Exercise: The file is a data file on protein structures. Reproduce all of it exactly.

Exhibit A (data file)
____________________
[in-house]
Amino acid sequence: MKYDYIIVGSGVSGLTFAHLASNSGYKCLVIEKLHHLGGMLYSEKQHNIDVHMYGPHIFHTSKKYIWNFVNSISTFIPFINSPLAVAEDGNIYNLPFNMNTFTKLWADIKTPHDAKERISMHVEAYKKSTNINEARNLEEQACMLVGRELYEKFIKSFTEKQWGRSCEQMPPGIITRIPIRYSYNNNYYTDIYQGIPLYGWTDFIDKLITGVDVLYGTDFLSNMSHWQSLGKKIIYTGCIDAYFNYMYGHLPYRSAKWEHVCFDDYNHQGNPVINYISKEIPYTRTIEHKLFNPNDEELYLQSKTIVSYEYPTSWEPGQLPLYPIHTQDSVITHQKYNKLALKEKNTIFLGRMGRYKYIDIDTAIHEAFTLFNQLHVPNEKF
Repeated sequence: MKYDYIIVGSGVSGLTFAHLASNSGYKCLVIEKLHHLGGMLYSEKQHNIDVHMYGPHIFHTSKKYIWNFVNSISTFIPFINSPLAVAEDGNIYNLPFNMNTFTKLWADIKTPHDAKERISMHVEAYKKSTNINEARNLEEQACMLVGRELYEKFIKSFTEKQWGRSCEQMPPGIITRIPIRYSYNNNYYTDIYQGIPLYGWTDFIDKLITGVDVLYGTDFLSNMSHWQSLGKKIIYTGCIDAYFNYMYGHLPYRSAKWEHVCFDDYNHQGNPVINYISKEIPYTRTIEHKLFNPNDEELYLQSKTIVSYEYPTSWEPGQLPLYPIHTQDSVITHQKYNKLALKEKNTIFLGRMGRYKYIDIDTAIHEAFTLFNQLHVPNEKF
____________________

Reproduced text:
[in-house]
Amino acid sequence: MKYDYIIVGSGVSGLTFAHLASNSGYKCLVIEKLHHLGGMLYSEKQHNIDVHMYGPHIFHTSKKYIWNFVNSISTFIPFINSPLAVAEDGNIYNLPFNMNTFTKLWADIKTPHDAKERISMHVEAYKKSTNINEARNLEEQACMLVGRELYEKFIKSFTEKQWGRSCEQMPPGIITRIPIRYSYNNNYYTDIYQGIPLYGWTDFIDKLITGVDVLYGTDFLSNMSHWQSLGKKIIYTGCIDAYFNYMYGHLPYRSAKWEHVCFDDYNHQGNPVINYISKEIPYTRTIEHKLFNPNDEELYLQSKTIVSYEYPTSWEPGQLPLYPIHTQDSVITHQKYNKLALKEKNTIFLGRMGRYKYIDIDTAIHEAFTLFNQLHVPNEKF
Repeated sequence: MKYDYIIVGSGVSGLTFAHLASNSGYKCLVIEKLHHLGGMLYSEKQHNIDVHMYGPHIFHTSKKYIWNFVNSISTFIPFINSPLAVAEDGNIYNLPFNMNTFTKLWADIKTPHDAKERISMHVEAYKKSTNINEARNLEEQACMLVGRELYEKFIKSFTEKQWGRSCEQMPPGIITRIPIRYSYNNNYYTDIYQGIPLYGWTDFIDKLITGVDVLYGTDFLSNMSHWQSLGKKIIYTGCIDAYFNYMYGHLPYRSAKWEHVCFDDYNHQGNPVINYISKEIPYTRTIEHKLFNPNDEELYLQSKTIVSYEYPTSWEPGQLPLYPIHTQDSVITHQKYNKLALKEKNTIFLGRMGRYKYIDIDTAIHEAFTLFNQLHVPNEKF